When it comes to barbecuing or grilling, pork ribs are a beloved and mouthwatering option that always seem to be a hit with any crowd. With their tender meat, rich flavor, and ability to be cooked in various ways, they have become a staple on menus and at backyard cookouts. However, not all pork ribs are created equal. From baby back ribs to spare ribs and St. Louis-style ribs, each type has its own unique qualities that make them stand out. Let’s break down the different types of ribs.
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Have you ever gone down the pork aisle of the grocery store only to be confronted with a wave of confusion as to which style of ribs is the best? Choosing the right type of ribs for the recipe you’re making can be challenging, as each rib type has its own distinct characteristics that set it apart.
For example, if you want to know how to smoke ribs, you need to pick the right type of ribs for smoking so you don’t end up with a tough and flavorless meal.
So, that’s why we will be breaking down the different types of pork ribs and the best way to cook the different types of ribs, so you can master your favorite pork recipes!
Types of Ribs
Here are the main types of pork ribs and what makes them different in taste, texture, and cooking methods.
Baby Back Ribs
Baby Back Pork Ribs are probably the most popular cuts of pork ribs and are also known as pork loin ribs or back ribs. This type of rib is cut along the spine and is smaller than other types of pork ribs, hence the name “baby.” They are more lean than other types of pork ribs, with meat on top of the short bones.
Although these ribs may be shorter, they don’t skimp on flavor, which is why they’re one of the most sought-after ribs. With their tender meat and savory flavor, baby back ribs are a fan favorite amongst pork lovers everywhere.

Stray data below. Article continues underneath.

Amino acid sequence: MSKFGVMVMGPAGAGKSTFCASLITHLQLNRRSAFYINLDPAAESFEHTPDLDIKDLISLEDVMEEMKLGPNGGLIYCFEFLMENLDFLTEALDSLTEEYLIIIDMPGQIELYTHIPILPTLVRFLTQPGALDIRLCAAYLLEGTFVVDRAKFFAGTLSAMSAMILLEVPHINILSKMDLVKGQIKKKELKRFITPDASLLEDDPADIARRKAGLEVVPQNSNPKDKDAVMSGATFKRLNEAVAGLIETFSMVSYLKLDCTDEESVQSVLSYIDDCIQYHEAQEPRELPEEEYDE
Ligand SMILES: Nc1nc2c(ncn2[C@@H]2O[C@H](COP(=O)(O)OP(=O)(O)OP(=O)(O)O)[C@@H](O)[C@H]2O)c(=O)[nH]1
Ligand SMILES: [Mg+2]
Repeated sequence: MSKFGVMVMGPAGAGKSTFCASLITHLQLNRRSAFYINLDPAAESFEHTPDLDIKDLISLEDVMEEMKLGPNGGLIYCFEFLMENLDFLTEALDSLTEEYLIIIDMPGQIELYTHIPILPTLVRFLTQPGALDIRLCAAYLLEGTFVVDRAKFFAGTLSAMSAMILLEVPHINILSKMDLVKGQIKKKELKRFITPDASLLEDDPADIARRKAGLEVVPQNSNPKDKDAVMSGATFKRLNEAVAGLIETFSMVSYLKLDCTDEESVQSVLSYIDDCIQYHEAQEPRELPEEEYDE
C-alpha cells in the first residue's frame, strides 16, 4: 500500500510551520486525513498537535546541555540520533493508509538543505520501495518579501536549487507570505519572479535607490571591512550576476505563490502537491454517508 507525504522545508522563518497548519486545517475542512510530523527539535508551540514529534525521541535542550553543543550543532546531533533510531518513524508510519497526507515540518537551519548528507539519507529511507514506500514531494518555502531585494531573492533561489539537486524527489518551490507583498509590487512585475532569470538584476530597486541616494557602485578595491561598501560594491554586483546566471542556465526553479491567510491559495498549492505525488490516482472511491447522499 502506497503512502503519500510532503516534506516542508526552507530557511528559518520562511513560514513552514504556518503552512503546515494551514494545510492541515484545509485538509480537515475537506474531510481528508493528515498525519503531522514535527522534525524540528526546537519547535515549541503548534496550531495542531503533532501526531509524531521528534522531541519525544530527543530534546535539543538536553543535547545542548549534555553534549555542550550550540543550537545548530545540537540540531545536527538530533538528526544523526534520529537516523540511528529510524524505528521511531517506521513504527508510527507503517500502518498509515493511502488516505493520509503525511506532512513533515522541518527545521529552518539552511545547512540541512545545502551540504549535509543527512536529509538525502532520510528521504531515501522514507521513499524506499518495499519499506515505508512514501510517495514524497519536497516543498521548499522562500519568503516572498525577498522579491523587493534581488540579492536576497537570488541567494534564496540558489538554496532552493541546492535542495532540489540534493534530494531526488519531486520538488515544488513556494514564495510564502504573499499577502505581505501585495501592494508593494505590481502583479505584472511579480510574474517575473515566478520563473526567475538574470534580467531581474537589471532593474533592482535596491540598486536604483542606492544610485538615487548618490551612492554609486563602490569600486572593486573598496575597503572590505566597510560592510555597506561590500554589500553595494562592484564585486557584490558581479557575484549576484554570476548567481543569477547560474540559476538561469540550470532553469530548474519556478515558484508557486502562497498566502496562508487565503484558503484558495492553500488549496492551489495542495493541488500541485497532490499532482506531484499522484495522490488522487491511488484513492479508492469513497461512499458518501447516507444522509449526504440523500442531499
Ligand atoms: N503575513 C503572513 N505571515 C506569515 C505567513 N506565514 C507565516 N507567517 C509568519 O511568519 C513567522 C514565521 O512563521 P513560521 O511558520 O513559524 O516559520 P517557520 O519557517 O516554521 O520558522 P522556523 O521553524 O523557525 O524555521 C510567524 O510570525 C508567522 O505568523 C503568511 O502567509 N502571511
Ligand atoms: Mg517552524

As for cooking these ribs, you have a few options: smoking, grilling, slow cooking, and baking at a low temperature for several hours. We love smoking our ribs like these Smoked Pork Ribs, but we’re not afraid to throw them in the oven every now and then like these Barbecue Ribs. If you want an even easier way to cook baby back ribs, toss them in a slow cooker like these Slow Cooker Pork Ribs when you don’t feel like grilling.
St. Louis Style Ribs
St. Louis Ribs are flat ribs that come from the belly of the pig and are surrounded by a lot of connective tissue, which is cut off by the butcher after they remove the breast bone. This type of rib has more meat between those bones but also a higher fat content than other types of pork ribs, providing tons of flavor. And, they’re less expensive than baby back ribs compared pound to pound, as a rack of St. Louis-style ribs tend to be twice the weight.
When cooking this type of ribs, you want to keep things low and slow to break down that tough connective tissue. The best way to do this is by smoking or grilling your rack of ribs for hours with indirect heat until you get that “fall-off-the-bone” goodness. We love all that smoky flavor, so we highly recommend smoking your ribs, like these Smoked St. Louis Ribs.
Pork Spare Ribs
Pork Spare Ribs are essentially the same as St. Louis Ribs, as they are untrimmed, so they are much longer, with a tapered edge from the first to last rib. Unlike baby back ribs, pork spare ribs come from the pig’s belly, not the back or tenderloin area. This type of rib is fattier and has a ton of flavor but not as much meat as baby back ribs, making them another affordable rib option.
If you want to try your hand at cooking these bad boys, fire up your smoker for indirect heat and make some Memphis Style Smoked Spare Ribs and Smoked Pork Spare Ribs. Some other great cooking methods are baking and grilling at low heat for several hours to break down the connective fatty tissue.
Country-style Pork Ribs
Country-style Pork Ribs are one of the cheapest types of ribs you can find. This rib type isn’t actually from the ribs; it’s from the pork shoulder, aka the pork butt. Since these ribs come from a more muscular area on the pig, they’re super meaty and have a lot of fat. Although these aren’t true ribs because they don’t have rib bones, they still have a similar flavor profile to ribs, so they make the cut.